The true story of For Greater Glory | Matthew Cullinan Hoffman | Catholic World Report
Our hemisphere’s greatest martyrs remain virtually unknown to English-speaking Catholics.
The recently-released motion picture For Greater Glory: The True Story of Cristiada is raising awareness of a long-forgotten chapter in Catholic history that seems increasingly relevant for religious believers in America today. Few Americans—and amazingly few Mexicans—have been aware of the epic, three-year struggle to save the Catholic faith that convulsed Mexico in the 1920s, an almost mystical event that has come to be known by the faithful as “La Cristiada.”
Although the movie conveys a rough idea of the Cristiada, a war that took the lives of an estimated 250,000 Mexicans and sent shockwaves throughout the hemisphere, many aspects of the struggle have been omitted or modified. Some of the conflict’s most important figures, such as Anacleto Gonzalez Flores, are glossed over, and others are portrayed in an inaccurate or even inverted manner. In the interest of character and plot development, relationships between characters were created for the film that never existed in reality.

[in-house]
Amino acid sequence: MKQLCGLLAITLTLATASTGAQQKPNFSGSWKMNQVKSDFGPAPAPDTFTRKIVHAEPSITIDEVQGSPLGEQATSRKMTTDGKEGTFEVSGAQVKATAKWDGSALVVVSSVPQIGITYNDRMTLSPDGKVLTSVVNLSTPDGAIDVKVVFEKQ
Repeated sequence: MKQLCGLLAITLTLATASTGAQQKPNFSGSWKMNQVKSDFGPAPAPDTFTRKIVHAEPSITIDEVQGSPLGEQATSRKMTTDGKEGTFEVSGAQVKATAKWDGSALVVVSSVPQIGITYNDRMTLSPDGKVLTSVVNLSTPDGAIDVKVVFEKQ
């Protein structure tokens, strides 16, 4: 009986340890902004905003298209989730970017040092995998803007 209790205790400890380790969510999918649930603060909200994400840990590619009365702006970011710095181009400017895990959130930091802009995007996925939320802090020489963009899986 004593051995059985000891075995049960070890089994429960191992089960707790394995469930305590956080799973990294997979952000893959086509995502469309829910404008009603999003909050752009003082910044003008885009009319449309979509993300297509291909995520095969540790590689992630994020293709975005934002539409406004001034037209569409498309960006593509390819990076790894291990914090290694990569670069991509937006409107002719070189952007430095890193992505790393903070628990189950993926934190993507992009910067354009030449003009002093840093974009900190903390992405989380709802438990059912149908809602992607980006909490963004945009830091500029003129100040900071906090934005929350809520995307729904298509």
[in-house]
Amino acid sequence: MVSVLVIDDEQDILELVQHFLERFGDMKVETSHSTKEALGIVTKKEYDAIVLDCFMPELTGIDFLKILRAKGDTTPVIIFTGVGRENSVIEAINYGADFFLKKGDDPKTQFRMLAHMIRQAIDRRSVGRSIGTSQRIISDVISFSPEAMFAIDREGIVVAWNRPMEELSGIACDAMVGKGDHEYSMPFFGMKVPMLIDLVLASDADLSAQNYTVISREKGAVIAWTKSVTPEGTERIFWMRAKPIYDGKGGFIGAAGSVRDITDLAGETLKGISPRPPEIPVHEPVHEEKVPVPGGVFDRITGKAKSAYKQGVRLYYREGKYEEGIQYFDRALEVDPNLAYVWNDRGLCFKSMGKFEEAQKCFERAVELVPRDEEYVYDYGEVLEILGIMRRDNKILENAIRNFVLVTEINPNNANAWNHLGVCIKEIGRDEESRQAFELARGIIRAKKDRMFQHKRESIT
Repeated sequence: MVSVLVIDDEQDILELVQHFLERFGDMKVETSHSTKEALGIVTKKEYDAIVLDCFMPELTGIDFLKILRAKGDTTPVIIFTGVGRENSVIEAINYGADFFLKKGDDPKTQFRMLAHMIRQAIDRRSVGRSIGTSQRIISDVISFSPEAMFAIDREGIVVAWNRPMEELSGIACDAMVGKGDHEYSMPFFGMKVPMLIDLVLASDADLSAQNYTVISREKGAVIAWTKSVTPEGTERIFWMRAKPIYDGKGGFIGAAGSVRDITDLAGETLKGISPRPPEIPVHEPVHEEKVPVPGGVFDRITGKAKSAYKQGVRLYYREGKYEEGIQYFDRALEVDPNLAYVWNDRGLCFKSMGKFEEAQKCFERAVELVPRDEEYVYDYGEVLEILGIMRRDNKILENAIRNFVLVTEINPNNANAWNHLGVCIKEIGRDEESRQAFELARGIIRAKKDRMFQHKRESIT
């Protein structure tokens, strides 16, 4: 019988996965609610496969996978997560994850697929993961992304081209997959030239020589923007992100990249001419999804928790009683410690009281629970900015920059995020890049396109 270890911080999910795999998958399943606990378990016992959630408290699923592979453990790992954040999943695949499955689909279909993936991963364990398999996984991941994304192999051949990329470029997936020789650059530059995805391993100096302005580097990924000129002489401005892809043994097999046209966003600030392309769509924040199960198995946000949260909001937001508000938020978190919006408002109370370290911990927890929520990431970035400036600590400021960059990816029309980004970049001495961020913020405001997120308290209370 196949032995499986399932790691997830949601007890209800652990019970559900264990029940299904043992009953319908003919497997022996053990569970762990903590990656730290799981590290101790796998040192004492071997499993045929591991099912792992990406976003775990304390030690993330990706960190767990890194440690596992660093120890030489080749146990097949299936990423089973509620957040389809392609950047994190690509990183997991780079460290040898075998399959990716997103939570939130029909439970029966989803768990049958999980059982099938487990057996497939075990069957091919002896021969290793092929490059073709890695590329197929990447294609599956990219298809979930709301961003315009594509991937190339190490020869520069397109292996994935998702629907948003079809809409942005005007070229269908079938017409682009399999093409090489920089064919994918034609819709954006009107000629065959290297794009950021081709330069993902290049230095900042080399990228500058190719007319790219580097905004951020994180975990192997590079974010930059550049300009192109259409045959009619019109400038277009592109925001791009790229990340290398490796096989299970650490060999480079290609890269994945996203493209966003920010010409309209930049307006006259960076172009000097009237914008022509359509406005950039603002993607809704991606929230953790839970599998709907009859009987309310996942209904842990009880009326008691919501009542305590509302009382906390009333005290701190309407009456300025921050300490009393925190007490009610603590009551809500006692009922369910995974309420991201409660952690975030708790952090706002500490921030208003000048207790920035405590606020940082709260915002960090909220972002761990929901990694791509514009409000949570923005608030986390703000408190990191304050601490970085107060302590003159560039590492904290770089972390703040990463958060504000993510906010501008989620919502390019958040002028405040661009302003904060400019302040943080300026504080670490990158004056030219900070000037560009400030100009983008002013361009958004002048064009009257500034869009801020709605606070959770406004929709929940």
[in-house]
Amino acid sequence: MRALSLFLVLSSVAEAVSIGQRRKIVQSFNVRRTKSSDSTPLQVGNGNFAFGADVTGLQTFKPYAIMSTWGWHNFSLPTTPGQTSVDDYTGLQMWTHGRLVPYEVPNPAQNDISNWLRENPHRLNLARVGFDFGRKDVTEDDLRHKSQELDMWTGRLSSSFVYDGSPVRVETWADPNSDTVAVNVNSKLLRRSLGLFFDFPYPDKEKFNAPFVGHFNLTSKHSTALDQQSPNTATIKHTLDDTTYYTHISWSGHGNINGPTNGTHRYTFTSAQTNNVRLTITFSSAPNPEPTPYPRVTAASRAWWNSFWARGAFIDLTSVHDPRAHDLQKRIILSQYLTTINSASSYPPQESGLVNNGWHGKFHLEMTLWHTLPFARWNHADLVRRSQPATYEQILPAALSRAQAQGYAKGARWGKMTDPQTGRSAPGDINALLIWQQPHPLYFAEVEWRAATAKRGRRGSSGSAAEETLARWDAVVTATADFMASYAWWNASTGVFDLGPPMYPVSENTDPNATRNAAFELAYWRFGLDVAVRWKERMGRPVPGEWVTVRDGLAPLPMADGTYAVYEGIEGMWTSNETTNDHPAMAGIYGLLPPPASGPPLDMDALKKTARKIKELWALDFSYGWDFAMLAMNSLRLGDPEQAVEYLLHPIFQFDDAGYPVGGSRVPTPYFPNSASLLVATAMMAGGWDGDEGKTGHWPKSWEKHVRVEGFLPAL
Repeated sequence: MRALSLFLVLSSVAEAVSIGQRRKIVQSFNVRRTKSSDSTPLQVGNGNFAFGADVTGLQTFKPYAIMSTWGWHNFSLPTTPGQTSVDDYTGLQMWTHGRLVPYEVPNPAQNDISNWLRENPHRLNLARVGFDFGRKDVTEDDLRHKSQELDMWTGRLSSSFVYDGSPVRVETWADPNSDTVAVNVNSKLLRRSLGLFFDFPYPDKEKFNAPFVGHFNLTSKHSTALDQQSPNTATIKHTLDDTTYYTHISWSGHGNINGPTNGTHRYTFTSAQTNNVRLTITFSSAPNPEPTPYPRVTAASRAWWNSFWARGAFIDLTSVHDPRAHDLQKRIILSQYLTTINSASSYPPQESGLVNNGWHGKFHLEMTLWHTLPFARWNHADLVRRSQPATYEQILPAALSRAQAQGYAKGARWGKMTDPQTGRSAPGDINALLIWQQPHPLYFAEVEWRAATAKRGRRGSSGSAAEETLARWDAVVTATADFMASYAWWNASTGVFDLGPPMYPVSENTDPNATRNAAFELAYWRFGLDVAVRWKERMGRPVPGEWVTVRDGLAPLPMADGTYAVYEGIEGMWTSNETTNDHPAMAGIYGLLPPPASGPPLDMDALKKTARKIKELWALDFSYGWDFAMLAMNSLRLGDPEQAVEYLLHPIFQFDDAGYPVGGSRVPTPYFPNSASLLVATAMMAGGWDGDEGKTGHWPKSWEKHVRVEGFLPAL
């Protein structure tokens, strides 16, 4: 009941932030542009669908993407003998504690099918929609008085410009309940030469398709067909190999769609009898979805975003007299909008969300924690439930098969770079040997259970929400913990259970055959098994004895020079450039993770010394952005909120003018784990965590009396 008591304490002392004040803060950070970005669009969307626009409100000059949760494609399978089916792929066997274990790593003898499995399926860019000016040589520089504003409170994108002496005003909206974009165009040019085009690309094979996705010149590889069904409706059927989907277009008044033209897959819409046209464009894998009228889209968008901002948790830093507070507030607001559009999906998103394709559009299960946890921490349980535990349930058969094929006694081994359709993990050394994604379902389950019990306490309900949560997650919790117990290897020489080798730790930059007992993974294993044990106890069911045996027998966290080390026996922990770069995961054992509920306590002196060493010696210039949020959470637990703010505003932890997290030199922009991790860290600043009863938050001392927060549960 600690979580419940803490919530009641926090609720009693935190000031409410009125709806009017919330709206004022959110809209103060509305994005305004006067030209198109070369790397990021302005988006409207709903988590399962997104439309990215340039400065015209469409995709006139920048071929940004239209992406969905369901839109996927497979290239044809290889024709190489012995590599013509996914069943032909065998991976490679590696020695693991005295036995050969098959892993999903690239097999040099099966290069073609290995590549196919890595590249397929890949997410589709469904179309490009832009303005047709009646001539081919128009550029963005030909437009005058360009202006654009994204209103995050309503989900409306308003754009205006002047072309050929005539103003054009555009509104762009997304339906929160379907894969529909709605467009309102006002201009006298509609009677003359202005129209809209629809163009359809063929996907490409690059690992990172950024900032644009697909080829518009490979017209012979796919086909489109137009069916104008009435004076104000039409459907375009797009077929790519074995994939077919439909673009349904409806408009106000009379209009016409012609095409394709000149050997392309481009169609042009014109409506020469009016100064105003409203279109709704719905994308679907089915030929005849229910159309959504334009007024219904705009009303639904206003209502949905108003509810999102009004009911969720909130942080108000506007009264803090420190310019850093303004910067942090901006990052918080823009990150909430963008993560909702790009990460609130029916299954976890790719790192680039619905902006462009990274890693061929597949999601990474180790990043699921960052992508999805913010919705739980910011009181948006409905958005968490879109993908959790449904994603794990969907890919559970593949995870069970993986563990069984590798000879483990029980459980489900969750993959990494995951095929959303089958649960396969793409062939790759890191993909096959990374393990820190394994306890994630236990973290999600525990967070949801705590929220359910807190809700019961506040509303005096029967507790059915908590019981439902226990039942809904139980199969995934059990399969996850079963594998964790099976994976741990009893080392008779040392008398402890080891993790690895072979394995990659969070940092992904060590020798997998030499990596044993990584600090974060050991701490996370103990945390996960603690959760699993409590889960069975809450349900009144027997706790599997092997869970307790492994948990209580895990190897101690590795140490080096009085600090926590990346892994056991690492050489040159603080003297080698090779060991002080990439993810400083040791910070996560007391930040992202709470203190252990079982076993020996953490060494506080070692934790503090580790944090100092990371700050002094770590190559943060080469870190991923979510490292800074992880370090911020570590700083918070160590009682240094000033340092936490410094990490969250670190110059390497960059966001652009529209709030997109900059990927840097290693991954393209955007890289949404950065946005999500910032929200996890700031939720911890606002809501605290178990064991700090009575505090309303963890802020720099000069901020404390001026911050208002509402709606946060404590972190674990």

Origins of the Cristiada
The true story of the Cristiada begins in the 1850s, when the US-backed regime of Benito Juarez began the confiscation of the agricultural lands of the Catholic Church, as well as other reforms that culminated in a series of anti-Catholic laws declaring that all of the nation’s churches were property of the federal government, and that no religious expressions of any kind, including the wearing of clerical garb, could occur in public. Today, the government celebrates these changes, which are called La Reforma (“The Reform”), with a paid holiday.
Catholics responded at that time with the revolt of the “Religionists,” a series of violent outbursts and wholesale defiance of the government that would last from 1874 to 1876, and was only pacified by the rise of the dictator Porfirio Diaz, who relaxed the enforcement of anti-clerical policies and laws, although he continued the process of confiscating and redistributing Church lands.